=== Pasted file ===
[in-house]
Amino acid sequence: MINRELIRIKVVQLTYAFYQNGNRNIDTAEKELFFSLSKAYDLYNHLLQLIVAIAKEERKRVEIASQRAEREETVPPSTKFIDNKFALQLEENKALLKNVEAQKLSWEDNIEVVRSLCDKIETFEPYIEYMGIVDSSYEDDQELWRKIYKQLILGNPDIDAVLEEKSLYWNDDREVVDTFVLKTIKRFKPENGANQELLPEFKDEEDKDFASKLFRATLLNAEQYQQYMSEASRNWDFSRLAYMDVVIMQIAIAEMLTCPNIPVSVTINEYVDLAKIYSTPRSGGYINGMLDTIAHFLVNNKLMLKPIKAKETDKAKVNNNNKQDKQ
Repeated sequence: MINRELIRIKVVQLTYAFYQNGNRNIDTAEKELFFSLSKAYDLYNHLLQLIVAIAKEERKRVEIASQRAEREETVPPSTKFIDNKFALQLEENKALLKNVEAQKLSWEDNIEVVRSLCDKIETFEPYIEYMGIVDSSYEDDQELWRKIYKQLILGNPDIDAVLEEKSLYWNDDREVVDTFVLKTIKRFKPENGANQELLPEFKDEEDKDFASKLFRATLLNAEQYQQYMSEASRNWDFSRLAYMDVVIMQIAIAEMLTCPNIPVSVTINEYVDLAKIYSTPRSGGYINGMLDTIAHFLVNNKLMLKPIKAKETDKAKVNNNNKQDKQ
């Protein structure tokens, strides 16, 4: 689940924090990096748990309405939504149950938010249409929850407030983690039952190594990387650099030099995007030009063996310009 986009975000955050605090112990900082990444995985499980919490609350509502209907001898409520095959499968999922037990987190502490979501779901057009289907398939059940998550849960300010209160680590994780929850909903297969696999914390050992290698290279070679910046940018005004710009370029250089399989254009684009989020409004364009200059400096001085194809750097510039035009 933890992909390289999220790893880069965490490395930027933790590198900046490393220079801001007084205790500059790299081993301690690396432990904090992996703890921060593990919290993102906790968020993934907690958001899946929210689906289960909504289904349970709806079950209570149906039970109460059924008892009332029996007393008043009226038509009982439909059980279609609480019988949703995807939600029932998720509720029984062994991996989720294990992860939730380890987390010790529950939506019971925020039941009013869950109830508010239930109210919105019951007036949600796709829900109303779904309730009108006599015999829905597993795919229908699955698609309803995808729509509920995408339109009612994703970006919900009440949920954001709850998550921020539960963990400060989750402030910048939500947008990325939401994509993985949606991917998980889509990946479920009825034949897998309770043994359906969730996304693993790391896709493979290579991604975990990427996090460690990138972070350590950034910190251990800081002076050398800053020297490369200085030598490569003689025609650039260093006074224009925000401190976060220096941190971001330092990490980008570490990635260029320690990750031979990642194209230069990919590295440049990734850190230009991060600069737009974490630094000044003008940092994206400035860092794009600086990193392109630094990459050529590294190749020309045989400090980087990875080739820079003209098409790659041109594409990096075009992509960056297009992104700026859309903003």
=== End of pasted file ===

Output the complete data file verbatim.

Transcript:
[in-house]
Amino acid sequence: MINRELIRIKVVQLTYAFYQNGNRNIDTAEKELFFSLSKAYDLYNHLLQLIVAIAKEERKRVEIASQRAEREETVPPSTKFIDNKFALQLEENKALLKNVEAQKLSWEDNIEVVRSLCDKIETFEPYIEYMGIVDSSYEDDQELWRKIYKQLILGNPDIDAVLEEKSLYWNDDREVVDTFVLKTIKRFKPENGANQELLPEFKDEEDKDFASKLFRATLLNAEQYQQYMSEASRNWDFSRLAYMDVVIMQIAIAEMLTCPNIPVSVTINEYVDLAKIYSTPRSGGYINGMLDTIAHFLVNNKLMLKPIKAKETDKAKVNNNNKQDKQ
Repeated sequence: MINRELIRIKVVQLTYAFYQNGNRNIDTAEKELFFSLSKAYDLYNHLLQLIVAIAKEERKRVEIASQRAEREETVPPSTKFIDNKFALQLEENKALLKNVEAQKLSWEDNIEVVRSLCDKIETFEPYIEYMGIVDSSYEDDQELWRKIYKQLILGNPDIDAVLEEKSLYWNDDREVVDTFVLKTIKRFKPENGANQELLPEFKDEEDKDFASKLFRATLLNAEQYQQYMSEASRNWDFSRLAYMDVVIMQIAIAEMLTCPNIPVSVTINEYVDLAKIYSTPRSGGYINGMLDTIAHFLVNNKLMLKPIKAKETDKAKVNNNNKQDKQ
């Protein structure tokens, strides 16, 4: 689940924090990096748990309405939504149950938010249409929850407030983690039952190594990387650099030099995007030009063996310009 986009975000955050605090112990900082990444995985499980919490609350509502209907001898409520095959499968999922037990987190502490979501779901057009289907398939059940998550849960300010209160680590994780929850909903297969696999914390050992290698290279070679910046940018005004710009370029250089399989254009684009989020409004364009200059400096001085194809750097510039035009 933890992909390289999220790893880069965490490395930027933790590198900046490393220079801001007084205790500059790299081993301690690396432990904090992996703890921060593990919290993102906790968020993934907690958001899946929210689906289960909504289904349970709806079950209570149906039970109460059924008892009332029996007393008043009226038509009982439909059980279609609480019988949703995807939600029932998720509720029984062994991996989720294990992860939730380890987390010790529950939506019971925020039941009013869950109830508010239930109210919105019951007036949600796709829900109303779904309730009108006599015999829905597993795919229908699955698609309803995808729509509920995408339109009612994703970006919900009440949920954001709850998550921020539960963990400060989750402030910048939500947008990325939401994509993985949606991917998980889509990946479920009825034949897998309770043994359906969730996304693993790391896709493979290579991604975990990427996090460690990138972070350590950034910190251990800081002076050398800053020297490369200085030598490569003689025609650039260093006074224009925000401190976060220096941190971001330092990490980008570490990635260029320690990750031979990642194209230069990919590295440049990734850190230009991060600069737009974490630094000044003008940092994206400035860092794009600086990193392109630094990459050529590294190749020309045989400090980087990875080739820079003209098409790659041109594409990096075009992509960056297009992104700026859309903003």